Severance pay is also called "dismissal pay." Some companies offer severance pay when they terminate an employment contract. You can’t expect payment if you’ve been terminated for fault. Instead, companies offer the package in situations such as where they’re downsizing and need to eliminate some roles. In some cases, you may be handed the package if your contract is terminated before it runs its full course.
Because companies aren’t required to offer severance packages to workers they terminate, you can’t expect the package from a company you worked for. In cases where severance pay is involved, the company may require you to uphold certain terms of separation. For example, you may be prohibited from criticizing the company in public for a period of time or for a lifetime.
Severance pay can be a lump sum or an installment.
Depending on factors such as your role and the company size, the severance pay can range from a few thousand dollars to millions. In most cases, the payment is released once in a lump sum. However, some companies may choose to make the payment in installments on a monthly or weekly basis.
Who gets unemployment benefits?
If you have lost your job, you may qualify for jobless or unemployment benefits. These are weekly payments meant to help you cope as you look for another job. You can use the money to buy food and pay rent or cover other expenses necessary for your survival.
Whether you’ll receive the benefits depends on various factors, including labor rules in your state. The size of the jobless check you get also depends on factors such as where you live. Regardless of where you live, you need to be actively seeking a job to be considered for jobless benefits.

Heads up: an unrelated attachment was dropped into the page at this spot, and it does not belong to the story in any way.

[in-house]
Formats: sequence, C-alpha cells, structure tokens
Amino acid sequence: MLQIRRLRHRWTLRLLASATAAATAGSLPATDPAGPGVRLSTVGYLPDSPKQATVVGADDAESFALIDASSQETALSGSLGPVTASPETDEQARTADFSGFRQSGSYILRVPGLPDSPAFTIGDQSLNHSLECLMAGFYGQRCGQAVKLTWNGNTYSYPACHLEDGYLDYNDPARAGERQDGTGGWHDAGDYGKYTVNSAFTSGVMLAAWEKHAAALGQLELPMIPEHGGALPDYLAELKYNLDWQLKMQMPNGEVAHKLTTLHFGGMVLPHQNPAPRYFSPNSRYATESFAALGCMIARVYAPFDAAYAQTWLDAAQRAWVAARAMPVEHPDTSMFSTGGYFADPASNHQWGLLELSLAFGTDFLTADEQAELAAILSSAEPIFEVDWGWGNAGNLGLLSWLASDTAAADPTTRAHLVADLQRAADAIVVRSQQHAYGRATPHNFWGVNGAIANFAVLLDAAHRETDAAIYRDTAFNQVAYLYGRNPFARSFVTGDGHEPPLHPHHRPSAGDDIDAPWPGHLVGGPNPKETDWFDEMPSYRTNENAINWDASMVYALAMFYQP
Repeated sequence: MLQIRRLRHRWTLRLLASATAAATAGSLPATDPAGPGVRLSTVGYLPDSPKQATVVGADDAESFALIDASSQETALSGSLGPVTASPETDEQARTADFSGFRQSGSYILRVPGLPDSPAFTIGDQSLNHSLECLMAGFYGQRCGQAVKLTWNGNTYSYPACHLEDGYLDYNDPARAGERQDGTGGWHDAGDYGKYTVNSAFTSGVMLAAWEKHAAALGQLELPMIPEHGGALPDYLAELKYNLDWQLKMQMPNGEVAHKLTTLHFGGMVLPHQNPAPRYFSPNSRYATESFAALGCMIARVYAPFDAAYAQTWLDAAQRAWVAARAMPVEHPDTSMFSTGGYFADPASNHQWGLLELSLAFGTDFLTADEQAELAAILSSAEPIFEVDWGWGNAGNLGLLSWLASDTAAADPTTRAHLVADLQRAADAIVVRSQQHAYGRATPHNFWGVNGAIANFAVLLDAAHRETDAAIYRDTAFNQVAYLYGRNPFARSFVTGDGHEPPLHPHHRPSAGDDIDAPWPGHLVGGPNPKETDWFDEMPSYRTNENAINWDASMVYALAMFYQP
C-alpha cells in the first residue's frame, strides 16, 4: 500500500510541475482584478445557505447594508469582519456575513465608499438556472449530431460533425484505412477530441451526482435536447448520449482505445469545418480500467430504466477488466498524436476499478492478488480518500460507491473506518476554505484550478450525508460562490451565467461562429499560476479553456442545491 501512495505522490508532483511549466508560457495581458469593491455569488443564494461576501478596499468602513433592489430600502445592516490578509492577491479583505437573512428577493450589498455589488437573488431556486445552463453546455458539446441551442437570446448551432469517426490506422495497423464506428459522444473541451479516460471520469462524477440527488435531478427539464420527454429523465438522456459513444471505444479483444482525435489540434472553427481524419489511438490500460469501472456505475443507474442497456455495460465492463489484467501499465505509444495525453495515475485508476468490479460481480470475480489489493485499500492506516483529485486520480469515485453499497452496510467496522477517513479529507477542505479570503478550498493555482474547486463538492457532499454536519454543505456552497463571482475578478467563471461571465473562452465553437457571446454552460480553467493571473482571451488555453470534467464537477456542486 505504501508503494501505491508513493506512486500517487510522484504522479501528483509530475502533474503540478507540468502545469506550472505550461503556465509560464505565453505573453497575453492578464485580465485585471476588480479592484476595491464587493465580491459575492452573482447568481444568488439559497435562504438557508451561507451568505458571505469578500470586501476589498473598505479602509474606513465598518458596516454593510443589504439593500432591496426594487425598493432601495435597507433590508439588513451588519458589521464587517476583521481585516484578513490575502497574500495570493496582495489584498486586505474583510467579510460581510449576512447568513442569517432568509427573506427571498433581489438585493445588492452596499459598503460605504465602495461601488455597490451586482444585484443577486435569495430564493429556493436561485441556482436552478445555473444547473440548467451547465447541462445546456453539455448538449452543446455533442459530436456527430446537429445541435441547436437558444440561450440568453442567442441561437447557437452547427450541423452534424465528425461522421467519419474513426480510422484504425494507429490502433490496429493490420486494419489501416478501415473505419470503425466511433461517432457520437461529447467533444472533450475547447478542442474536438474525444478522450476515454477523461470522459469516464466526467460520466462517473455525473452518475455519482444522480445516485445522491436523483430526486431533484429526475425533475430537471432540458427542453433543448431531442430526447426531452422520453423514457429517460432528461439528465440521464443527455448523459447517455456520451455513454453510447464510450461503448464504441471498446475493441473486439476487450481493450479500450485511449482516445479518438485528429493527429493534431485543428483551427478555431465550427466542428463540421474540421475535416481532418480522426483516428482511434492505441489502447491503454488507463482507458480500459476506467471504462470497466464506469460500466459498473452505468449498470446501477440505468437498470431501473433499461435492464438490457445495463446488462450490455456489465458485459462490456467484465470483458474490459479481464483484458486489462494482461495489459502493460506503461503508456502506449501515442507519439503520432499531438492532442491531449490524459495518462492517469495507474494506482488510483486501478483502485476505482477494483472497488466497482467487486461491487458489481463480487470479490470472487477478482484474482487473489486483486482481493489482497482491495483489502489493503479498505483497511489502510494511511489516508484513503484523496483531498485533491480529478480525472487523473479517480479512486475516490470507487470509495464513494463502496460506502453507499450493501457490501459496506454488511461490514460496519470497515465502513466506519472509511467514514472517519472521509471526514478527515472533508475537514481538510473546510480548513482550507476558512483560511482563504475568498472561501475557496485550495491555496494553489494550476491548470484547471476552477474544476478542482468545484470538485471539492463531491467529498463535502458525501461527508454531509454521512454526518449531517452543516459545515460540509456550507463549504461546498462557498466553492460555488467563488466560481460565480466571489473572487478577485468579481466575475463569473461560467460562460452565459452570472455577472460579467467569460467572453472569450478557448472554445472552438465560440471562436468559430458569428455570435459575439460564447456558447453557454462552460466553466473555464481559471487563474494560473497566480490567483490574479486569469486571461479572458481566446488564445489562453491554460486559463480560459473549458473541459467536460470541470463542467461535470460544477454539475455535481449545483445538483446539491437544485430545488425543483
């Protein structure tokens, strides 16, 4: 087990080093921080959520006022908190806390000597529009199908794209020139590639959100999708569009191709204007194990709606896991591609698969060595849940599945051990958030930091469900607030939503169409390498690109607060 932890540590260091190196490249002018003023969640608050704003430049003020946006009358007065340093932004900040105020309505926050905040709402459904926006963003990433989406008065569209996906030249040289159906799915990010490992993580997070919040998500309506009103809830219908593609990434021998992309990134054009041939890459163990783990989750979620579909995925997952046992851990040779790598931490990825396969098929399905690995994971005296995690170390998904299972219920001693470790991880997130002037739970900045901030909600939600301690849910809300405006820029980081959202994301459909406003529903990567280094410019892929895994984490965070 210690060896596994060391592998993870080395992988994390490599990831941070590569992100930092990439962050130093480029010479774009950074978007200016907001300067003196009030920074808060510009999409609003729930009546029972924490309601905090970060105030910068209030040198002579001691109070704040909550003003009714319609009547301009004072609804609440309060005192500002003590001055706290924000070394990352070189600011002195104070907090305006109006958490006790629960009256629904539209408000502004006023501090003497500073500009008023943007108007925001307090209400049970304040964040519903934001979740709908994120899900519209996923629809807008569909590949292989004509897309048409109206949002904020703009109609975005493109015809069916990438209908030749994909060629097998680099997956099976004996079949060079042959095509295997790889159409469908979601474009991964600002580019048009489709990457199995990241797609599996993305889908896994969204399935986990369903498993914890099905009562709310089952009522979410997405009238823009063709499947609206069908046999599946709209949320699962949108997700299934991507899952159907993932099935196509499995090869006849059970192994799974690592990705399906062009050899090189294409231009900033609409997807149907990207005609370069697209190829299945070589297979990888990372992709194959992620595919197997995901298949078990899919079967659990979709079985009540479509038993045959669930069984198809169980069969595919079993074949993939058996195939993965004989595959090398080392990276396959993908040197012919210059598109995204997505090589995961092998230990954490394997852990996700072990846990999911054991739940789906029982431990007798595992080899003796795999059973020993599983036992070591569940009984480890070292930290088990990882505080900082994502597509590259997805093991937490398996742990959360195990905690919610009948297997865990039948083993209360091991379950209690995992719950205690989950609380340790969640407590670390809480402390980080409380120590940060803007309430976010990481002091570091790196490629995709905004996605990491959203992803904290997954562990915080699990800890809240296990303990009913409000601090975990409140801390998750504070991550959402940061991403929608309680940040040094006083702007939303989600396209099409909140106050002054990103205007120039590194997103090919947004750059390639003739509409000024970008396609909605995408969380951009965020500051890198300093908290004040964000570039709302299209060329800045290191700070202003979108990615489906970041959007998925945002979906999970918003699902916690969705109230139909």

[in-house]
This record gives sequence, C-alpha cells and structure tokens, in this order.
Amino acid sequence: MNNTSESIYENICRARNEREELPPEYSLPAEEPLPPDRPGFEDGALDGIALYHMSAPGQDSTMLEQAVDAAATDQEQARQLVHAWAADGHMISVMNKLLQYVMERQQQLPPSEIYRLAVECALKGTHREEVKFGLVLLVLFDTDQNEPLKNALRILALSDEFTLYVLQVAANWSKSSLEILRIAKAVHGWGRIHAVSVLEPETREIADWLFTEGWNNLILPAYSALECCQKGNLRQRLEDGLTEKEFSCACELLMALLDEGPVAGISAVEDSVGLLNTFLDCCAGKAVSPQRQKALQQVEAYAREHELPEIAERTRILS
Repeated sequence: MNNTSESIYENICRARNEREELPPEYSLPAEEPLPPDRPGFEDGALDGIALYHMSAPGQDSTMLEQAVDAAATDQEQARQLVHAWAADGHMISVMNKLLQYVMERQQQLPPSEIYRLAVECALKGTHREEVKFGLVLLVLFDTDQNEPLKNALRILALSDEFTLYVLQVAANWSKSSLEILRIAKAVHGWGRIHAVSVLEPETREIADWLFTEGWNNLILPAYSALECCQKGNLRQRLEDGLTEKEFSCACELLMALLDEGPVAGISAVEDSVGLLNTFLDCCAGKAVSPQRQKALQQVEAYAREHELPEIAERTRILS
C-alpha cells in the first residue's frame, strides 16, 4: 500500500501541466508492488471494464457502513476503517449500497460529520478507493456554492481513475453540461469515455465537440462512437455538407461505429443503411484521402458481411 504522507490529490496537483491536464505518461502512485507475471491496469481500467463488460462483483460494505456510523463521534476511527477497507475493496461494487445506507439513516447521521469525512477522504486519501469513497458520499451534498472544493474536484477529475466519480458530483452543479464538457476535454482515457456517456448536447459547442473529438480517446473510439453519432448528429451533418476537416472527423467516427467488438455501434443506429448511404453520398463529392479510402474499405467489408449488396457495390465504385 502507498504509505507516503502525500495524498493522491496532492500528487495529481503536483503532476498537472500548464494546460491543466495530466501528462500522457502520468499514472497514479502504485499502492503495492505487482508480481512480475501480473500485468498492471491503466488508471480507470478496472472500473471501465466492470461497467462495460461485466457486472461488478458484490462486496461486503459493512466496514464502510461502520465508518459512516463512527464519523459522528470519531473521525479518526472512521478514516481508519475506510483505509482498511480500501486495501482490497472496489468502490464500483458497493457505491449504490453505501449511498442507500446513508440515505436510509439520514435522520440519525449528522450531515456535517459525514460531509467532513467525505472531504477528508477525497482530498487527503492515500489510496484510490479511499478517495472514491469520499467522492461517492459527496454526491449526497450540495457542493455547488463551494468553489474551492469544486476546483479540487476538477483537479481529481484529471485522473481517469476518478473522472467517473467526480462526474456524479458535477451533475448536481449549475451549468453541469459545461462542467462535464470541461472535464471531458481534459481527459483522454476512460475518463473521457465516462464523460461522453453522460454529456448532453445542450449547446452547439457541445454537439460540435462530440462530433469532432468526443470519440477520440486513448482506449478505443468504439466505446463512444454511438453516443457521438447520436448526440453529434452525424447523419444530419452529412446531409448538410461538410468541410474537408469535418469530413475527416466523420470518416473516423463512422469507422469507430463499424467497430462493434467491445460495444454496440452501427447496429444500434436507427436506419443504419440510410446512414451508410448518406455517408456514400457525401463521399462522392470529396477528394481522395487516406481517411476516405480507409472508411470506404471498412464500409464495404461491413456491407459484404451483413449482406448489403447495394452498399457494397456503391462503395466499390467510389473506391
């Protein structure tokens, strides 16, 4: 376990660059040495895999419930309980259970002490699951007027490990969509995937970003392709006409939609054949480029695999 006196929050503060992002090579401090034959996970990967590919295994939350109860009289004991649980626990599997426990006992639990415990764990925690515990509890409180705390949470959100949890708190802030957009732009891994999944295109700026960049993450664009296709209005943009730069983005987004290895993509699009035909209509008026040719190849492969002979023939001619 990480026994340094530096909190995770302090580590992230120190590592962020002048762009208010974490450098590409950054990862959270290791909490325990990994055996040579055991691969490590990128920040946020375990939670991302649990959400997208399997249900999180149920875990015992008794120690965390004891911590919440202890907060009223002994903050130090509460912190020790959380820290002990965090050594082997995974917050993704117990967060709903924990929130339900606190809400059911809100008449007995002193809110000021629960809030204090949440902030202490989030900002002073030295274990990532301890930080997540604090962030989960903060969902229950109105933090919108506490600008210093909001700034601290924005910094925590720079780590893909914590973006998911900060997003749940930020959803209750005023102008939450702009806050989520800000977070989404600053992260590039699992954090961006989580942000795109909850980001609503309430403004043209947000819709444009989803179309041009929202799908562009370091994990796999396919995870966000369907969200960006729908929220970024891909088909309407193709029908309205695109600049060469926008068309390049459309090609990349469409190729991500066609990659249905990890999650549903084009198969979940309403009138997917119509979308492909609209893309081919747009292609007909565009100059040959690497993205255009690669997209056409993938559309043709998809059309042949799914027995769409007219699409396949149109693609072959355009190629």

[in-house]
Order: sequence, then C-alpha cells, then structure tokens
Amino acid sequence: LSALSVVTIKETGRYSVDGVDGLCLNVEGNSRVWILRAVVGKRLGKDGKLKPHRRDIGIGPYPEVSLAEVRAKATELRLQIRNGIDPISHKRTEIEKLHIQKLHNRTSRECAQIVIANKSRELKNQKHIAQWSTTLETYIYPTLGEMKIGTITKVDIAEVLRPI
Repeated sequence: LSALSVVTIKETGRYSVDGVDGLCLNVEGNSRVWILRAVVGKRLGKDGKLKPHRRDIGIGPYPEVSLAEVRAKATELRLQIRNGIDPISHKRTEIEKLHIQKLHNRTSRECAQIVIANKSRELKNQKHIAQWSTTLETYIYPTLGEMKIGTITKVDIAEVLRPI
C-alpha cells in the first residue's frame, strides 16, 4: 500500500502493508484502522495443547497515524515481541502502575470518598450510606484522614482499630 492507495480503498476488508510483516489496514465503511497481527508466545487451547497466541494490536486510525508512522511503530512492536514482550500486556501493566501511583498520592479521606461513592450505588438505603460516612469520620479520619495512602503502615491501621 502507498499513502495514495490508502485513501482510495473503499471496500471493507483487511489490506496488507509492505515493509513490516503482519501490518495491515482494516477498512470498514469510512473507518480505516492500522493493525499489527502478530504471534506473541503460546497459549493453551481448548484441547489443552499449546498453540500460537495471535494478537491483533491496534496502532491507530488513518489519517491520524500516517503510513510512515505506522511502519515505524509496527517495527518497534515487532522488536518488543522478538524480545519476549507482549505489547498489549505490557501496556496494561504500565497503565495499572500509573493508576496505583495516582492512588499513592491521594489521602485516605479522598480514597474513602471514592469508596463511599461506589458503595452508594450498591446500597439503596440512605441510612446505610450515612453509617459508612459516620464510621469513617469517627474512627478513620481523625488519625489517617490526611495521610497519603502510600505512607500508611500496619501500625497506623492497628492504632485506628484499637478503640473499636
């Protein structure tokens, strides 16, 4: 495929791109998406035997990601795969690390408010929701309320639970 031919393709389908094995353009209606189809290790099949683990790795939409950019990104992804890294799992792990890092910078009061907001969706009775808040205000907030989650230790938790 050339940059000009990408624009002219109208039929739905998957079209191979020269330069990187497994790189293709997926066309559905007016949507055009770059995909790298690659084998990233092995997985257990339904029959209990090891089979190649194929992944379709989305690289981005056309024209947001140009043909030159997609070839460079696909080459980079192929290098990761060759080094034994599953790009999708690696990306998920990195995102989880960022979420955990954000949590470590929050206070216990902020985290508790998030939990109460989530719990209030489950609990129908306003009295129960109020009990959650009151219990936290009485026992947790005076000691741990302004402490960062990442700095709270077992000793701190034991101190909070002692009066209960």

Can you collect unemployment if you get severance pay?
Severance pay can impact your eligibility for jobless benefits. In some states, they consider severance pay as earned income. As a result, you would be disqualified for unemployment benefits when you get severance pay.
For the most part, you can collect severance pay and jobless benefits simultaneously. If the severance pay is a lump sum, you may only miss the unemployment benefit on the week you received the payment. You would be able to claim the benefits in the subsequent weeks.
If the severance pay is installment based, it can pose trouble for you if you’re also trying to get unemployment benefits. In some states, you may not claim jobless benefits as long as your weekly severance payments keep coming. However, some states allow you to draw jobless benefits if your weekly severance pay amount is below as certain level.
Can you collect jobless benefits after severance pay ends?
If the severance pay package meant you couldn’t receive jobless benefits simultaneously, you might wonder what happens once the severance pay ends. If you aren't receiving severance pay anymore and you’re still out of work, you may apply for unemployment benefits. You should be approved for the benefits if you meet the regular requirements once the severance pay issue is out of the way.